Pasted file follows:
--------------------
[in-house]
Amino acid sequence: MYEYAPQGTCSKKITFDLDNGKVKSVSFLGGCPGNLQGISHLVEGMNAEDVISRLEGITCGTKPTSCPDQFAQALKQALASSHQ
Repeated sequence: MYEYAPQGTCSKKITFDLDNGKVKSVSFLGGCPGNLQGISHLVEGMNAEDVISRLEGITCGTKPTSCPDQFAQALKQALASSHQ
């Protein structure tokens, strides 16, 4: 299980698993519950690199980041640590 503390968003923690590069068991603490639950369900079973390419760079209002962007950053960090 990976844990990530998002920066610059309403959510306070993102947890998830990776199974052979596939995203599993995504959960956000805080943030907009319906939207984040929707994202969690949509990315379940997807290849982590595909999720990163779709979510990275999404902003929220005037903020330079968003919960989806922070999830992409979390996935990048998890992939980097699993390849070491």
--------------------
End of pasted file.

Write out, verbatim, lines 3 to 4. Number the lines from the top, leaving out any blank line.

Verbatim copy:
Repeated sequence: MYEYAPQGTCSKKITFDLDNGKVKSVSFLGGCPGNLQGISHLVEGMNAEDVISRLEGITCGTKPTSCPDQFAQALKQALASSHQ
């Protein structure tokens, strides 16, 4: 299980698993519950690199980041640590 503390968003923690590069068991603490639950369900079973390419760079209002962007950053960090 990976844990990530998002920066610059309403959510306070993102947890998830990776199974052979596939995203599993995504959960956000805080943030907009319906939207984040929707994202969690949509990315379940997807290849982590595909999720990163779709979510990275999404902003929220005037903020330079968003919960989806922070999830992409979390996935990048998890992939980097699993390849070491």